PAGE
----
'The Gentlemen': Guy Ritchie's Middling Return to Crime [Review]

What does it mean to be a Guy Ritchie film? Around the turn of the century, that would’ve been an easy question. Ritchie stood as a kind of English Quentin Tarantino, creating kinetic crime thrillers about blue-collar criminals, London nativism, and the idea that no actor – no matter how famous – is safe onscreen. But that Guy Ritchie is far removed from the filmmaker behind 2017’s “King Arthur: Legend of the Sword” and 2019’s “Aladdin.” Perhaps this is why he tackled a film like “The Gentlemen,” one that hews much closer to his late-nineties crime thrillers. Sometimes, for better and worse, you need to remind people what made you famous in the first place.

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Mickey Pearson (Matthew McConaughey) has a problem. By surviving into middle age, Pearson is in the privileged position of being able to set the conditions of his retirement from the drug trade, but the fact that he’s considering retiring is taken as a sign of weakness from rival London enterprises. This makes him the focus of Dry Eye (Henry Golding), an ambitious Chinese gangster looking to expand his share of London’s drug scene. It also draws the attention of Spencer (Hugh Grant), a private detective hired by a local media personality to dig up proof of Pearson’s illegal activities – but who decides he’d rather strongarm Pearson’s consigliere Matthew (Charlie Hunnam) instead.

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We follow these various threads – in typical non-linear Ritchie fashion – as Spencer unfolds Pearson’s history to prove that he is clever enough to be taken seriously as a blackmailer. Through a series of flashbacks, Spencer details Pearson’s initial attempts to cleanly move out of the marijuana business. We watch the war that is kicked off when he pushes back against Dry Eye’s attempts to recruit him and the various misadventures of Matthew as he runs around the countryside, threatening foot soldiers and running errands for Pearson’s aristocratic silent partners. As we’ve learned in films like “Snatch” and “Lock, Stock and Two Smoking Barrels” there’s always, always a bigger fish.

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Ritchie is now in his third decade of making films about working-class criminals. To his credit, “The Gentlemen” reflects this passage of time. McConaughey’s Pearson has positioned his marijuana empire to thrive in the years that will follow the drug’s legalization. During his sales pitch to American businessman Matthew Berger (Jeremy Strong), Pearson points out that it took 15 years for distilleries to meet the demand for legal alcohol after Prohibition ended. He envisions a similar transitional period, one where a legitimate businessman can establish a stranglehold on the market – and he is anything but a “legitimate” businessman.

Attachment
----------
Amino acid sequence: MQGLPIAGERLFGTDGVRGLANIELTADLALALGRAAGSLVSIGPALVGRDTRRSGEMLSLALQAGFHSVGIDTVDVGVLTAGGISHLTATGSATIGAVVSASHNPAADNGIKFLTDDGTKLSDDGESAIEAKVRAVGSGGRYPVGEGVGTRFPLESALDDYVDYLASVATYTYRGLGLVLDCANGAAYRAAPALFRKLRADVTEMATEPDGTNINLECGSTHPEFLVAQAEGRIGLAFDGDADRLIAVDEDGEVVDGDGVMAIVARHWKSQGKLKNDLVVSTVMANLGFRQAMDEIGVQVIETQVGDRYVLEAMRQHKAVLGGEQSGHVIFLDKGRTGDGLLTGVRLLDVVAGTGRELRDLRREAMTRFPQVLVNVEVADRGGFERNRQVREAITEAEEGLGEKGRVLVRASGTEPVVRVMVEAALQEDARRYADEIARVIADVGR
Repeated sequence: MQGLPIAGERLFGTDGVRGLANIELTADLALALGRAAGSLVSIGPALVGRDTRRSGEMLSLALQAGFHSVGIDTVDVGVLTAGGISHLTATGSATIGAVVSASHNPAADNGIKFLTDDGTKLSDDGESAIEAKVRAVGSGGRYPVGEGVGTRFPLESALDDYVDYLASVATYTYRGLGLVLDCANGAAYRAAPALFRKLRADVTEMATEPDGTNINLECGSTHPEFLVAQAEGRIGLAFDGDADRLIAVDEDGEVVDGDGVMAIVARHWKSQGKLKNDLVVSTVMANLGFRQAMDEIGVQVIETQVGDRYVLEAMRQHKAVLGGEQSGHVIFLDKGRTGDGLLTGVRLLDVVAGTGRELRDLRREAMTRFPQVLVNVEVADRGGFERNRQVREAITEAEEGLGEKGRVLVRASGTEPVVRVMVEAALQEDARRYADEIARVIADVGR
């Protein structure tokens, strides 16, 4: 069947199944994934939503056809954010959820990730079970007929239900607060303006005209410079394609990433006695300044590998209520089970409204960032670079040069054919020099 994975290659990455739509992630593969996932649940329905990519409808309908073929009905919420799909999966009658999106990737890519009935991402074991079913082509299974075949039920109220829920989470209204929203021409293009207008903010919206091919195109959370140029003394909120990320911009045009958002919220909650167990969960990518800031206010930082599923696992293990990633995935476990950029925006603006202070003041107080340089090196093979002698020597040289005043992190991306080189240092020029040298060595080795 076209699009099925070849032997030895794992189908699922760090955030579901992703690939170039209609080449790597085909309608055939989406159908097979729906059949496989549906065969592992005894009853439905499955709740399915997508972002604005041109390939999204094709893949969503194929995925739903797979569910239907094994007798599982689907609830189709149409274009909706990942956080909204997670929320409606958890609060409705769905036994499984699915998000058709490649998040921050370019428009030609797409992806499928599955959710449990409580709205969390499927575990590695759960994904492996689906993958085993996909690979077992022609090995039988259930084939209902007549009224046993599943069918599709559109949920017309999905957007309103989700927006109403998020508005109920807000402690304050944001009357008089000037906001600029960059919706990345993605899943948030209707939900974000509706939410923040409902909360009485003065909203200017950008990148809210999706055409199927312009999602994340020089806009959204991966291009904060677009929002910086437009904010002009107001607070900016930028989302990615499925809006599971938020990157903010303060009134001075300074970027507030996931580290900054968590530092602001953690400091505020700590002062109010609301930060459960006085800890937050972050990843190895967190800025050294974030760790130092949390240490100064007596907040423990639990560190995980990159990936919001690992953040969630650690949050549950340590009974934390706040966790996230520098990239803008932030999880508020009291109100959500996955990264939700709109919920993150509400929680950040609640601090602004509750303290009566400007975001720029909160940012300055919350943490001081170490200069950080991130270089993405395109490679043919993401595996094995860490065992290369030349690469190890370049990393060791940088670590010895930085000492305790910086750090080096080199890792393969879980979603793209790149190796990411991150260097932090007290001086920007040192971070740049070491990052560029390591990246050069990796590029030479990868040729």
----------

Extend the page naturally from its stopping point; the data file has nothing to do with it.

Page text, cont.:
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One of several Good Ideas floating about in “The Gentlemen” is how gangsters are an outdated concept. The world Pearson occupies is complicated by the businessmen who recognize an untapped market. Ritchie also takes some decidedly British shots at the nobility, centering Pearson’s distribution network around a series of dilapidated estates. British lords and ladies are all rich in land and poor in cash, he explains, and Ritchie’s depiction of his country’s empty titles is one of the film’s most scathing bits.

But if Ritchie gains points for finding a capitalistic angle for his usual gangster tropes, he loses them for trotting out tired homophobic and racist jokes. Perhaps Pearson’s men are allowed to be politically incorrect, but much of the “humor” in the film operates at a structural level. It’s not a coincidence that the only people who are characterized as sexual predators are Spencer and Dry Eye; this is a very fundamental way of demonstrating that these characters are Other and therefore Less Than Us. In short, they’re offensive, they’re unfunny, and they instantly make the film seem hopelessly dated, despite the modern flourishes found throughout the narrative.

Oh, and the film’s misplaced humor also wastes a startlingly good performance from Henry Golding, who otherwise seems to be relishing the opportunity to play against his newfound leading-man image. In fact, there really is no shortage of good performances in “The Gentlemen,” a fact that will make the difference for most people who watch the film. McConaughey may be covering familiar territory, but “The Gentlemen” proves that he will have a place in the crime genre well into the back half of his acting career. Colin Farrell also shines in a smaller role, playing the kind of well-meaning man of violence that helped resurrect his career after “In Bruges.” The only true miss in the entire cast is Strong, who seems to have never watched a Guy Ritchie movie in his life and has no clue how to balance McConaughey’s complete ease with the material. From his first moments on the screen, it’s obvious that he’s on a very different wavelength than the rest of the cast.

In the end, it’s hard not to watch “The Gentlemen” and think of Martin Scorsese’s “The Irishman.” Like Scorsese, Ritchie returns to the world of organized crime for a film that seems destined to appeal to his diehard fans. Like Scorsese, too, Ritchie tries to explore what happens when you live long enough to watch everyone around you succumb to violence. If Ritchie had been willing to reflect on his relationship to his own body of work a bit more – the tropes of British gangster films that he himself helped create – then perhaps “The Gentlemen” could’ve found that next gear that would’ve made it something truly special. Instead, Ritchie’s film proves he might be best served by walking away from the genre entirely. [C]